Juan Ooink's answer No, it should not be dismissed. The ticket can be amended up to the point of trial. You really should hire an attorney to assist you with this matter. The best thing you could do is to hire an attorney and show up to court with a valid license.
Juan Ooink's answer Since the ticket is marked as "Court Appearance Required", you have to appear in court and request Court Supervision. You could also hire an attorney to appear on your behalf to save you a trip to court.
Juan Ooink's answer You only need a parent or guardian present in order to receive Court Supervision. They do not have to be in court on your compliance date. Just make sure to bring the proof that you completed Traffic Safety School and paid all of your fines.
Theodore J. Harvatin's answer Those are like expensive parking tickets. Not a moving violation and I doubt the prosecutor in your supervision case will even be aware of it and or care. If they do, they have to file papers and notify you.
Brandon K. Davis' answer If you are 21 or older, 3 convictions within 12 months will cause a license suspension. If the two Arkansas tickets are reported back to Illinois and you are convicted of the Illinois ticket you will be suspended. You may want to consult with an attorney that practices in the area that you received the Illinois ticket to help keep a conviction off of your record. A dismissal or court supervision would prevent the ticket from counting toward a license suspension.
Brandon K. Davis' answer If you are 21 or older, 3 convictions for moving violations within 12 months will result in a license suspension. If you are under 21, 2 convictions within 24 months will result in a license suspension. Speeding and improper lane usage are both moving violations. Court supervision will not count toward a license suspension. You want may want to contact an attorney to appear in court on the most recent tickets in an effort to avoid a conviction.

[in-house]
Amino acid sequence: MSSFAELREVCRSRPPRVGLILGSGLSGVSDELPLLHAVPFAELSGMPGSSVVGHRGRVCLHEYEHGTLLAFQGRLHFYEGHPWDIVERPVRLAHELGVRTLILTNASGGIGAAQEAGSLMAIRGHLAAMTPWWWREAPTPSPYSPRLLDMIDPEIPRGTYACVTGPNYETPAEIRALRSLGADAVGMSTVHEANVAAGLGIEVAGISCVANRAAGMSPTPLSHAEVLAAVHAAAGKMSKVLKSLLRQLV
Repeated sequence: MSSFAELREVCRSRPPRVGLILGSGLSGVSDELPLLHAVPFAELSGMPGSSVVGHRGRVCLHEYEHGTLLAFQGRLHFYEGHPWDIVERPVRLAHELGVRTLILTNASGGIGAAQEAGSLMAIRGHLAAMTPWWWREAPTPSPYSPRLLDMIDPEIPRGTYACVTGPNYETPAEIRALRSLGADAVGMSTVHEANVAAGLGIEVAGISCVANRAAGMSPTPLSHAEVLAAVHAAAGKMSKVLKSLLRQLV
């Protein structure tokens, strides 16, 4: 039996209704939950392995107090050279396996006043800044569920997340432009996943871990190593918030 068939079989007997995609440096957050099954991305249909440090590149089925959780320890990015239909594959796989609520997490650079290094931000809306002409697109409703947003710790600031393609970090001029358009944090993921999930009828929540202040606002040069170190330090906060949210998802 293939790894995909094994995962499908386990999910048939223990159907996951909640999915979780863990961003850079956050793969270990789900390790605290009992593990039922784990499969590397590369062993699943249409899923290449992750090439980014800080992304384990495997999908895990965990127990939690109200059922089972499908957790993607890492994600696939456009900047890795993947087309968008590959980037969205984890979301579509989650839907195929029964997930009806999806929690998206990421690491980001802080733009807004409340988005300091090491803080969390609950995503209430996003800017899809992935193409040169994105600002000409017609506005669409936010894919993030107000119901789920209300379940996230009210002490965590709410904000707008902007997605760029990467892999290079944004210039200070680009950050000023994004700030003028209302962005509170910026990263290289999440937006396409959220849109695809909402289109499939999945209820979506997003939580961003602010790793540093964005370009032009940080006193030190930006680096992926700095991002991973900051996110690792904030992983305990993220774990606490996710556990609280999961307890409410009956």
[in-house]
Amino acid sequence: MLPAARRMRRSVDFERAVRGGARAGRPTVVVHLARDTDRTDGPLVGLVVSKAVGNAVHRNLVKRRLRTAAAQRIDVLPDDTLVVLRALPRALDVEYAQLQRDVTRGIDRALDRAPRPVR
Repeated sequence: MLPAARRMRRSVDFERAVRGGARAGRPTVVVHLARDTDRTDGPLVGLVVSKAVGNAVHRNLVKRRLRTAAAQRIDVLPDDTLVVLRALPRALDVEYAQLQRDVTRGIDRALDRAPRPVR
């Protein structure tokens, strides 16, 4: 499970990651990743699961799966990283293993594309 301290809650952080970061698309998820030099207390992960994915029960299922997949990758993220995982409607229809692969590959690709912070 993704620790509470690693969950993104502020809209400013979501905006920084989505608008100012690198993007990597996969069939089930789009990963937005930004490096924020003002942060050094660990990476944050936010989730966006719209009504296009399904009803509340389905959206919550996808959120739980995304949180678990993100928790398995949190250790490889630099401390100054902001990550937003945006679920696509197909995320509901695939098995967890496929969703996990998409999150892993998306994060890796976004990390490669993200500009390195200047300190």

David J. Winer's answer I highly suggest that you contact a traffic lawyer specifically in your area. I work only in Lake and Cook County only and am not familiar with your area. A local lawyer will be much more help
James G. Dimeas' answer Driving 26 to 34 over the speed limit is a Class B Misdemeanor in Illinois which carries a possible jail sentence of up to 6 months. Since it's an actual crime that carries a possible jail sentence, you will have a lawyer. If you can't afford one a Public Defender will be appointed for you.
Brandon K. Davis' answer Speeding 26-34 over the limit is a Class B misdemeanor. The $1,500 is an I-bond, no need to worry about that amount specifically unless you fail to show up in court - your case may last a couple of court dates - typically two (first for your attorney to work out an agreement with the State and the second to show proof that you complied with the terms of that agreement).
You are technically facing a maximum $1,500 fine and up to 6 months in jail on the offense. Additionally, if...
Jeremy Wang's answer The $1500 is the I-bond amount on the ticket. You do not have to pay it so long as you show up to every Court date. Speeding 26-34 mph above the speed limit is a criminal offense in Illinois. You will need an attorney.
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